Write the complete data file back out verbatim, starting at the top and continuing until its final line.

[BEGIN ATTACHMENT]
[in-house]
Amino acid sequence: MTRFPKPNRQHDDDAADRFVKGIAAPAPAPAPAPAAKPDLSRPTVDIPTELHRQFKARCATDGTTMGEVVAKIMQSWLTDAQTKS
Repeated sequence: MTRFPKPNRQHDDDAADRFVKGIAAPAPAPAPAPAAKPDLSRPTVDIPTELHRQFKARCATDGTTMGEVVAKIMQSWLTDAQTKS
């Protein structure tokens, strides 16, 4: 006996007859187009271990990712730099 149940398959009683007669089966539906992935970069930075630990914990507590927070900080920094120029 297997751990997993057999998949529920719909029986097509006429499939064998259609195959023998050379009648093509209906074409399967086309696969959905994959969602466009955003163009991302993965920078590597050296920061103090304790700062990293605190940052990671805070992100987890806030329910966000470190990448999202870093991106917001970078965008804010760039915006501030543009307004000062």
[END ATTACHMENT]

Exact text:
[in-house]
Amino acid sequence: MTRFPKPNRQHDDDAADRFVKGIAAPAPAPAPAPAAKPDLSRPTVDIPTELHRQFKARCATDGTTMGEVVAKIMQSWLTDAQTKS
Repeated sequence: MTRFPKPNRQHDDDAADRFVKGIAAPAPAPAPAPAAKPDLSRPTVDIPTELHRQFKARCATDGTTMGEVVAKIMQSWLTDAQTKS
């Protein structure tokens, strides 16, 4: 006996007859187009271990990712730099 149940398959009683007669089966539906992935970069930075630990914990507590927070900080920094120029 297997751990997993057999998949529920719909029986097509006429499939064998259609195959023998050379009648093509209906074409399967086309696969959905994959969602466009955003163009991302993965920078590597050296920061103090304790700062990293605190940052990671805070992100987890806030329910966000470190990448999202870093991106917001970078965008804010760039915006501030543009307004000062």